Audley Jarvis takes a closer look at Sony’s flagship APS-C mirrorless camera
Sony A6500 review – Performance
With it’s new front-end LSI chip and BIONZ X image processor powering it along the performance of the A6500 is hard to fault. Button presses react with immediacy and everything feels instantaneous when using the in-camera menus or reviewing images in Playback mode. Our only minor quibble is that, at around 310-350 shots per charge, battery life isn’t exceptional – if you’re out all day then you’ll want to keep a spare or two handy.
The A6500’s enhanced buffer is undoubtedly one of the A6500’s highlights as it enables the camera to record significantly more images than the A6300 when shooting continuously. With a 16GB SanDisk Extreme Pro Class 10/U3 SDHC card inserted and the camera set to Raw capture, we managed to shoot 112 consecutive images in a single 11fps burst before the buffer filled and the camera abruptly ground to a halt, which translates to around 10 seconds of continuous capture. Once the buffer was full the A6500 took just over a minute to fully clear the backlog, although we were able to start shooting again within a few seconds (though obviously not for as long). In Raw+JPEG capture the camera recorded 103 consecutive images (nine seconds) before slowing down. Switching to JPEG capture the A6500 managed 260 Extra Fine images (24 seconds) and 340 Fine images (31secs).
Given how the A6500 is especially well suited to capturing sports and action, we decided to put its new 5-axis image stabilisation and AF tracking abilities through their paces in a couple of testing scenarios. Our first trip was to a local football match that started in bright winter sunshine but quickly turned overcast and grey. Over the course of 90 minutes the A6500 coped admirably, with the speedy autofocus, reliable tracking system and built-in 5-axis image stabilisation producing consistently sharp results – even while shooting handheld.
In terms of image quality, JPEG output can be customised via the Creative Style options. With this set to Standard the A6500 produces pleasingly rich images that are vibrant but not overly saturated. Likewise, contrast is also applied judiciously without being overdone. Of course, you can always change the Creative Style to suit your preferences, or use one of the A6500’s built-in filters to get interesting results. As with the A6300 there are no in-camera processing options to speak of though, not even a simple crop tool. If you want to edit your images on the go, or away from a computer, then you’ll need to send them to your smartphone/tablet via Wifi and edit them on that. Even more puzzling is the lack of an in-camera Raw conversion tool, which strikes us as a pretty major oversight given the A6500’s positioning as an enthusiast-grade model.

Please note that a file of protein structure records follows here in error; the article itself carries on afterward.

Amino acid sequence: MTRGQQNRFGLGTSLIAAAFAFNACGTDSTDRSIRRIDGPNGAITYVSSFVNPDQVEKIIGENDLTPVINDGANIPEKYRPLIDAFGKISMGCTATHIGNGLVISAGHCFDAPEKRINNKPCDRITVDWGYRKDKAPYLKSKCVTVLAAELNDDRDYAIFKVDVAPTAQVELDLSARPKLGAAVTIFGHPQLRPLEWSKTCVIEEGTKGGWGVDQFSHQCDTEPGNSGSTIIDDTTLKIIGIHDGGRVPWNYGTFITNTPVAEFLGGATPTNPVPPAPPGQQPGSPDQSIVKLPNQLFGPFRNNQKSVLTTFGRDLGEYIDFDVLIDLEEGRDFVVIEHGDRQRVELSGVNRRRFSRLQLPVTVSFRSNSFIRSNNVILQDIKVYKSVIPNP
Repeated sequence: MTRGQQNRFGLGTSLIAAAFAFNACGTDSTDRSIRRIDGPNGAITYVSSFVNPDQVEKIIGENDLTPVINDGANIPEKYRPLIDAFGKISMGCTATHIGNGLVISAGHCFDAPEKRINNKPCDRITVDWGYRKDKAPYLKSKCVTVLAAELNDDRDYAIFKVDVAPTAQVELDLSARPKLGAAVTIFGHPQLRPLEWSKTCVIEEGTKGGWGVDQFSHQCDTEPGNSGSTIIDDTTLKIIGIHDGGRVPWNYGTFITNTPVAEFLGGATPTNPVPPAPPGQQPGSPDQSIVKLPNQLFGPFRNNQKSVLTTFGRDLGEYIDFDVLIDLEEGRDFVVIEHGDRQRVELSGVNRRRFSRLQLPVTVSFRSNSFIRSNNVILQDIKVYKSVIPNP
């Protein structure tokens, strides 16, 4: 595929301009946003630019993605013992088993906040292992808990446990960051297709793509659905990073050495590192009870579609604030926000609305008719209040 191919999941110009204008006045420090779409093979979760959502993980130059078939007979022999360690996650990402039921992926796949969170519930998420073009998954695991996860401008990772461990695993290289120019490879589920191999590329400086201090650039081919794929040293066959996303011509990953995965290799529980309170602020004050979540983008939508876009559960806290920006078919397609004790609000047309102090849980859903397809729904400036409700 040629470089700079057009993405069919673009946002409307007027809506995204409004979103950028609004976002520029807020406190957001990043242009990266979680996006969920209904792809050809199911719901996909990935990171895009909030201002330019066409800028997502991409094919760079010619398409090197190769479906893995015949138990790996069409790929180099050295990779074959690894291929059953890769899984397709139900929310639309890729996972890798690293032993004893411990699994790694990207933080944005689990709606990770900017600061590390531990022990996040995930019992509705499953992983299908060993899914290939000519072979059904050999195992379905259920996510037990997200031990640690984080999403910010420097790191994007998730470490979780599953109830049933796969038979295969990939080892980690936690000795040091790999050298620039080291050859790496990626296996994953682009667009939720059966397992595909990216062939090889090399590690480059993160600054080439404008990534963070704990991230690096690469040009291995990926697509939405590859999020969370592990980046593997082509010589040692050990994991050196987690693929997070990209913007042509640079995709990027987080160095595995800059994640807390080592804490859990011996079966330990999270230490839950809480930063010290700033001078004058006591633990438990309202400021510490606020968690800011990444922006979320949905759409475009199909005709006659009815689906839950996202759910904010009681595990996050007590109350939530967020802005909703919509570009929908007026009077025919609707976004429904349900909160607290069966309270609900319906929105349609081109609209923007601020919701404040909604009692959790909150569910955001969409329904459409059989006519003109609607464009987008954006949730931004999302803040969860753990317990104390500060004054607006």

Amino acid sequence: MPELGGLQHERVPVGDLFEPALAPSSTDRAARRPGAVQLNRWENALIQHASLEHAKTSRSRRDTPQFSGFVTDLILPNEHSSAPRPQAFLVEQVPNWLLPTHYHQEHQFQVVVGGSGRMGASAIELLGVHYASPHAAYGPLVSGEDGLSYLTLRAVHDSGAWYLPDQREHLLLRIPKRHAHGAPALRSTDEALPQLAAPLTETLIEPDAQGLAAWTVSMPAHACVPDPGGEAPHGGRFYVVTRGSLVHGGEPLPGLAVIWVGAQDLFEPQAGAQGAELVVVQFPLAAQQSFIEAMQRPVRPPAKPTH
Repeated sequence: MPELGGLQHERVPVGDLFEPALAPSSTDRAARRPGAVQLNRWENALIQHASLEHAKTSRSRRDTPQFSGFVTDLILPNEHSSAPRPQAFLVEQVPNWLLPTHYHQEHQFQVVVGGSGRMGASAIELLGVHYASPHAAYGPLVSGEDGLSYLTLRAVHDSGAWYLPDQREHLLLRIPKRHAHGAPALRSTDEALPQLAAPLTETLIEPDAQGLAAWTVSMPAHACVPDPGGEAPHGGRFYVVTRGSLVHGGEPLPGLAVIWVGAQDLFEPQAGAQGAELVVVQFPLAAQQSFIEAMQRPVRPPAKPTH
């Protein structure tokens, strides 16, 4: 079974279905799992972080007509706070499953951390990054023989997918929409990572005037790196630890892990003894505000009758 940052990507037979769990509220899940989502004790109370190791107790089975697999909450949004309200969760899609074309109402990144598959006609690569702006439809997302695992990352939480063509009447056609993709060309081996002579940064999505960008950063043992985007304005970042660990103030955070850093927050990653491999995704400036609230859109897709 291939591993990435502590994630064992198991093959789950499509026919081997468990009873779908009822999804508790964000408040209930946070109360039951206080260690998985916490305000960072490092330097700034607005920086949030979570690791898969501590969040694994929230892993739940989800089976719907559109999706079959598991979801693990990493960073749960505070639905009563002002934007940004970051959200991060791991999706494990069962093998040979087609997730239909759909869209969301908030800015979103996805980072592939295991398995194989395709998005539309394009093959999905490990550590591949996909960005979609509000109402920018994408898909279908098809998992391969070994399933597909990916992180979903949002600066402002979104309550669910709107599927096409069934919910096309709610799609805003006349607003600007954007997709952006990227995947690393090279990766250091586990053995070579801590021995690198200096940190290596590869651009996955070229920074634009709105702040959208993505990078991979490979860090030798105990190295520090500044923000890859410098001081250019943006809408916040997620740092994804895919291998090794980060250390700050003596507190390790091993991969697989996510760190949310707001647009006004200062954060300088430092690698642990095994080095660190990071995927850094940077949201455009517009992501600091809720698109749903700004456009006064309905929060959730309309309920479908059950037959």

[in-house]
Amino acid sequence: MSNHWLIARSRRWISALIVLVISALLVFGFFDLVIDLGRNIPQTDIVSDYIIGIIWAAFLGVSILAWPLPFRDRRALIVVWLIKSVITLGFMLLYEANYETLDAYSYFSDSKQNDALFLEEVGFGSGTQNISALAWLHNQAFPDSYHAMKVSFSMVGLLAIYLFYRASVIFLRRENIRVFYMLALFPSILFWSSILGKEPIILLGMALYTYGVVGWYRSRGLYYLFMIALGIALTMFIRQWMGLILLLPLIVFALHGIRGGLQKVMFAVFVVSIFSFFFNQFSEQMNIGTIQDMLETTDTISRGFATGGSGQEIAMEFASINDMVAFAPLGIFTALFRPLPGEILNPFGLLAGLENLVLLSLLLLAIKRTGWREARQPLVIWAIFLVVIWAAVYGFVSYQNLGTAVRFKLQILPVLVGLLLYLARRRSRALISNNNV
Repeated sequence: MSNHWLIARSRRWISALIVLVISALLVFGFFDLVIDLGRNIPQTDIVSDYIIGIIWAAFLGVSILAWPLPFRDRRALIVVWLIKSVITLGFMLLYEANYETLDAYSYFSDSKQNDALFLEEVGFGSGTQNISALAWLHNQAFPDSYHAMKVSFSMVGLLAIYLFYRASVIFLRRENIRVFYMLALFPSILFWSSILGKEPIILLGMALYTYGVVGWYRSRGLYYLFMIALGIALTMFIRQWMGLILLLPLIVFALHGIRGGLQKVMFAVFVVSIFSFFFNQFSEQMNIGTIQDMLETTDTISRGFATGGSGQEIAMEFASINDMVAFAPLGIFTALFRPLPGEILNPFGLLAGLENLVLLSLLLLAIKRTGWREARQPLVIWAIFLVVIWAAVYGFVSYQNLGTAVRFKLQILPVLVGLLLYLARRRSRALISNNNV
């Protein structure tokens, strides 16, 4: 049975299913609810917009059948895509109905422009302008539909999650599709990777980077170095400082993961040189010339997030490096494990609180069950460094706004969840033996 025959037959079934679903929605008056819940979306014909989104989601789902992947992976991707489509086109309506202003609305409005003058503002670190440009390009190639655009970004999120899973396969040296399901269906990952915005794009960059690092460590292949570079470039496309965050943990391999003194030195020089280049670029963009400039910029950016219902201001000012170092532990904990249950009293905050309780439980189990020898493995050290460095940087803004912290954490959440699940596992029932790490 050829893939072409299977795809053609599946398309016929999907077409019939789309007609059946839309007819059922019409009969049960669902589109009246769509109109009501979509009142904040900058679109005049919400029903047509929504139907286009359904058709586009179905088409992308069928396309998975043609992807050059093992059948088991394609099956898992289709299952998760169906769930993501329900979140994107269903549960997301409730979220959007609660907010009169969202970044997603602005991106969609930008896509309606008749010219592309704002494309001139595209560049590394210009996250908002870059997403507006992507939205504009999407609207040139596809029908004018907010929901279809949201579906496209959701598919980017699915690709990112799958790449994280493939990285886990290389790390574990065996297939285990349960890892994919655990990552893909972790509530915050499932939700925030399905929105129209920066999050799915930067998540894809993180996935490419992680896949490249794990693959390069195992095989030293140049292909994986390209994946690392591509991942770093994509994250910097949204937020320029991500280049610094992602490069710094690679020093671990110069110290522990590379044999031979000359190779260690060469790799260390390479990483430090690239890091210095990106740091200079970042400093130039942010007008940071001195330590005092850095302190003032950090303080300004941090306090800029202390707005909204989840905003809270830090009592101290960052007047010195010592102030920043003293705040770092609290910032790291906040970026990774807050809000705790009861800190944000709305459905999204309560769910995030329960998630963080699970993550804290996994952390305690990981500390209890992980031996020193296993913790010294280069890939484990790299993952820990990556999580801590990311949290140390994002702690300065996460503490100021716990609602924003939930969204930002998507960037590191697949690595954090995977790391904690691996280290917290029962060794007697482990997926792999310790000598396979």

Metering is generally very accurate although we did find that the sensor-wide Multi metering mode was prone to occasionally over-exposing high-contrast scenes. Of course if retaining highlights is your chief priority then you can always switch to the A6500’s Highlight metering mode, shoot in Raw and recover shadow detail at the post-production stage. White Balance is generally very accurate too, although the camera did produce the odd image that we felt was slightly too warm.
Most enthusiasts will of course shoot in Raw and in this respect the A6500 produces images in Sony’s .ARW compressed Raw format. While we can understand Sony’s desire to keep file sizes down with its compressed Raw file format, it really should be optional not compulsory, especially on an enthusiast-grade camera like this. In this respect Sony’s decision not to offer Uncompressed Raw as on option of the A67500 – as it does on the A7 II – is very much a missed opportunity.